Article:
It improves Strength and Flexibility
In one of the studies, men and women 18-27 years of age who participated in two yoga sessions per week for eight weeks increased the strength in their arms by 19% to 31%, and by 28% in their legs. Their ankle flexibility, shoulder elevation, trunk extension, and trunk flexion increased by 13%, 155%, 188%, and 14%, respectively.
It may help reduce Asthma Symptoms
Regular yoga can help in reducing symptoms of asthma and even reduction in asthma medication. You should however discuss with your doctor before stopping medication.

Equipment Needed for Yoga

Mats: You don’t need much to practice yoga, but you will need a sticky rubber mat to keep from slipping on hardwood floors. You can also rent a mat from the yoga studio for $1 to $2 if you’re just starting out.
Towel: Bring a towel to your first class because they may not supply you with one and you might want it to wipe away sweat, or even roll it up for support under your neck.
Blanket: Most studios supply blankets which is helpful to fold up and sit on if you have difficulty sitting flat on the floor with legs crossed like in a pose called sukhasana. A blanket is also useful to cover you when you lie still during savasana if the room is cool.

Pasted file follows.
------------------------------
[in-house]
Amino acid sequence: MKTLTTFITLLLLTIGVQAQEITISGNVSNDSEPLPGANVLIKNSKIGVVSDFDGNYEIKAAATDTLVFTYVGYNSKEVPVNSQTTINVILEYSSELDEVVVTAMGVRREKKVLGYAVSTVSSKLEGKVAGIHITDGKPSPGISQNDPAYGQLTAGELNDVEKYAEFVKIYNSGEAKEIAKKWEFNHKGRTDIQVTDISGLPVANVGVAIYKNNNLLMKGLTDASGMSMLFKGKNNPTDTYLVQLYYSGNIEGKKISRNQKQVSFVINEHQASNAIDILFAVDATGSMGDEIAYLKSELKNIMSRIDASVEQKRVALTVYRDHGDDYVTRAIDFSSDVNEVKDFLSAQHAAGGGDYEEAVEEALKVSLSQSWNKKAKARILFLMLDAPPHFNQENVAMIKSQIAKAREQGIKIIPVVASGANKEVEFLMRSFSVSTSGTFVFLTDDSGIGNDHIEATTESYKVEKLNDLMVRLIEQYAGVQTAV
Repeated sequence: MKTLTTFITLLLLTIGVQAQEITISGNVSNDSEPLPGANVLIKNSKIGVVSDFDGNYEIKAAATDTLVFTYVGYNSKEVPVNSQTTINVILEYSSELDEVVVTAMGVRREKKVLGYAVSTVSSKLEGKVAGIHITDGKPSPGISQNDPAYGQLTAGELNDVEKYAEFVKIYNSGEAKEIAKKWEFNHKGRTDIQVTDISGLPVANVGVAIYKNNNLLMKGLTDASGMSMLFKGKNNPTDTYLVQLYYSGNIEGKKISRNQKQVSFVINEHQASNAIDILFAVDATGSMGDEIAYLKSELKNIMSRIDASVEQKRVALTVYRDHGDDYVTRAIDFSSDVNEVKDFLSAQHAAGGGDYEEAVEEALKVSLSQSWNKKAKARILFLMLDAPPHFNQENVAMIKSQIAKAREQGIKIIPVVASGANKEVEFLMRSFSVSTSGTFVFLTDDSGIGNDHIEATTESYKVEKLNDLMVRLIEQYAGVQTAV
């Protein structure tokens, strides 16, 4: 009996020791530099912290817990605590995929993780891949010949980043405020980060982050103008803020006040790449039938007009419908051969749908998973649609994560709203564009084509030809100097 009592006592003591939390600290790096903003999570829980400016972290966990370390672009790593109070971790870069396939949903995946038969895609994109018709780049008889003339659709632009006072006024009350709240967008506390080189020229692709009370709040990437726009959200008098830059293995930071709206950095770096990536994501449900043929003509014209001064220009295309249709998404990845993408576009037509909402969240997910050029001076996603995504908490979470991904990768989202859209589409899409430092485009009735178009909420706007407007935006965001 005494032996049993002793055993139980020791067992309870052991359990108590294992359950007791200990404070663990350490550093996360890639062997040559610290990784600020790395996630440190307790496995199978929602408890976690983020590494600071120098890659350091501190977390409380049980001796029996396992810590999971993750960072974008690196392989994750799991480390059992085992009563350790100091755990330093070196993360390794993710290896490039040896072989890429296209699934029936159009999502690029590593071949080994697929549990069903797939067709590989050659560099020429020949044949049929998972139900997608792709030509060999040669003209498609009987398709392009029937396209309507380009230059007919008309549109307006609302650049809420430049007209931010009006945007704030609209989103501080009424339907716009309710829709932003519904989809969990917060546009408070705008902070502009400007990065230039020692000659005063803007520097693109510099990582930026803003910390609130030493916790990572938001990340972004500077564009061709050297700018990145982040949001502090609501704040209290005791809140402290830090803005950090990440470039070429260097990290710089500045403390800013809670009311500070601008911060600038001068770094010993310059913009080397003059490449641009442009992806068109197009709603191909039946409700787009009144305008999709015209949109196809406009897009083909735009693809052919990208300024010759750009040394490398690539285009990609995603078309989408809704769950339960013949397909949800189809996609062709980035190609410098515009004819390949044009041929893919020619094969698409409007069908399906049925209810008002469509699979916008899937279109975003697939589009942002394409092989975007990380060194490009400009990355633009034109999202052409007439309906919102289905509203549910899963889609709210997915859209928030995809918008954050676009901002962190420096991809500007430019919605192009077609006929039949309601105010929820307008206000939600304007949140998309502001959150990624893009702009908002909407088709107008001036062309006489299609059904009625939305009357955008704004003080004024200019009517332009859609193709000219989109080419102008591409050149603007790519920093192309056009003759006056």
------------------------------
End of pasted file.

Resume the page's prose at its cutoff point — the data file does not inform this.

Blocks and wedges: Blocks are brick-sized pieces of foam that help with body alignment and getting into some of the poses. Most studios supply these.
Straps: Straps are made of cotton and useful for stretching and holding poses, particularly for poses with your legs. They come with a D-ring or quick-release buckle to adjust the length.
It is probably best to speak with the studio or instructor to find out what they suggest you bring to a first yoga session.

How to Dress for Yoga

Tank tops, T-shirts, leggings, tights, shorts or clothing that is unrestrictive will be just fine for this exercise. You will be bending, twisting, and possibly be upside down during your yoga session, so wear clothing that won’t expose more of you than you are comfortable with.
A typical yoga class lasts for at least 75 minutes. There is a 15-20 minute period of breathing, chanting, and warming up. Though this varies by type of instructor. It is also followed by the asanas and then 15-20 minutes of relaxation (savasana) at the end.